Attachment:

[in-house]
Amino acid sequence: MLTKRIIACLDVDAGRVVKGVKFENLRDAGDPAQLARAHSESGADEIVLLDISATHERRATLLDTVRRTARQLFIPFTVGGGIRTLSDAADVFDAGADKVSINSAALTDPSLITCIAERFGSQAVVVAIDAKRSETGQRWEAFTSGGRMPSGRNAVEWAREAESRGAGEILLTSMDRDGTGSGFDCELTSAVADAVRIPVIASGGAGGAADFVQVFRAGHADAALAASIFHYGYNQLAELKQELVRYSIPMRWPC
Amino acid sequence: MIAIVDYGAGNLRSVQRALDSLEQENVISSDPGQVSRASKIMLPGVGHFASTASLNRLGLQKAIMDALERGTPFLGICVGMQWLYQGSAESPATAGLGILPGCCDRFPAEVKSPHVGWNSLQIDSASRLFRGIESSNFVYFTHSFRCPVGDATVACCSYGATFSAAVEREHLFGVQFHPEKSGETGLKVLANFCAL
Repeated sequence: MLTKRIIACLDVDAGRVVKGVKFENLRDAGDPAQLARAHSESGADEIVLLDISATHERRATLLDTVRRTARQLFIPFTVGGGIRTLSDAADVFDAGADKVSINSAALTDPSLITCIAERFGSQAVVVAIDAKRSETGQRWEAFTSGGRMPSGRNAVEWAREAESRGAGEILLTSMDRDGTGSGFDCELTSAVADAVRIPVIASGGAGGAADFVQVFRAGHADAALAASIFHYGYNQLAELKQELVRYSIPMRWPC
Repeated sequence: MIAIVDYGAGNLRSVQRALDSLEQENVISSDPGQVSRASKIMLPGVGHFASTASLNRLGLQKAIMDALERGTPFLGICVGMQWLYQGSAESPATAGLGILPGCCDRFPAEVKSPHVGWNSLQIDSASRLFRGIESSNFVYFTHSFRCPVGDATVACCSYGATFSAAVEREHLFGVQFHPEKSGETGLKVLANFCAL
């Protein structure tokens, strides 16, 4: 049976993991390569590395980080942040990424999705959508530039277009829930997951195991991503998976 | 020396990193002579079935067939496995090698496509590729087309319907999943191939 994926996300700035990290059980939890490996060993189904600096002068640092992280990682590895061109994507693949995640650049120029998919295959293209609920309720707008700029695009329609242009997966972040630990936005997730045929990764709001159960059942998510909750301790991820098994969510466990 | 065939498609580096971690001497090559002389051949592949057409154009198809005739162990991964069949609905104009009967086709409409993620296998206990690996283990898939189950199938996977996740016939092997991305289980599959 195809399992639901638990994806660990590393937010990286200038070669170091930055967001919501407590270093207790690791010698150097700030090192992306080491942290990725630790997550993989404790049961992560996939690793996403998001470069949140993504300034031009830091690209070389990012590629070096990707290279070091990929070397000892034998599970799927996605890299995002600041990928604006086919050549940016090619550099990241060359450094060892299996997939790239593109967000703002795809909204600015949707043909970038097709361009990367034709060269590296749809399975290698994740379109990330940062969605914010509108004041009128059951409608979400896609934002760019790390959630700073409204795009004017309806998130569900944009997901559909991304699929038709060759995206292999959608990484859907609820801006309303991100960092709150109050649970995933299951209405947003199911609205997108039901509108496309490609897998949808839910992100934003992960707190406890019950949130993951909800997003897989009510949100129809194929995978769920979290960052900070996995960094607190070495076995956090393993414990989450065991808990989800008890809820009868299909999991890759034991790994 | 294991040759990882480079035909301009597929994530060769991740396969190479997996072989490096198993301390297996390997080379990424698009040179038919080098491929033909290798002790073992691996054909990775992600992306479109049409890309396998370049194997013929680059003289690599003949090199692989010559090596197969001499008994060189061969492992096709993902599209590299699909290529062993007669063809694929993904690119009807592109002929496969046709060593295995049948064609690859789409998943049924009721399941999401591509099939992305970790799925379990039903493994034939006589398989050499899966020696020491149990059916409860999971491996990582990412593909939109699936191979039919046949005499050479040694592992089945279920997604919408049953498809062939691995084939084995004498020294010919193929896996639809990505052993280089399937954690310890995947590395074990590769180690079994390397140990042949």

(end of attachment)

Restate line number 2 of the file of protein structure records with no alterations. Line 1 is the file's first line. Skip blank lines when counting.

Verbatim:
Amino acid sequence: MLTKRIIACLDVDAGRVVKGVKFENLRDAGDPAQLARAHSESGADEIVLLDISATHERRATLLDTVRRTARQLFIPFTVGGGIRTLSDAADVFDAGADKVSINSAALTDPSLITCIAERFGSQAVVVAIDAKRSETGQRWEAFTSGGRMPSGRNAVEWAREAESRGAGEILLTSMDRDGTGSGFDCELTSAVADAVRIPVIASGGAGGAADFVQVFRAGHADAALAASIFHYGYNQLAELKQELVRYSIPMRWPC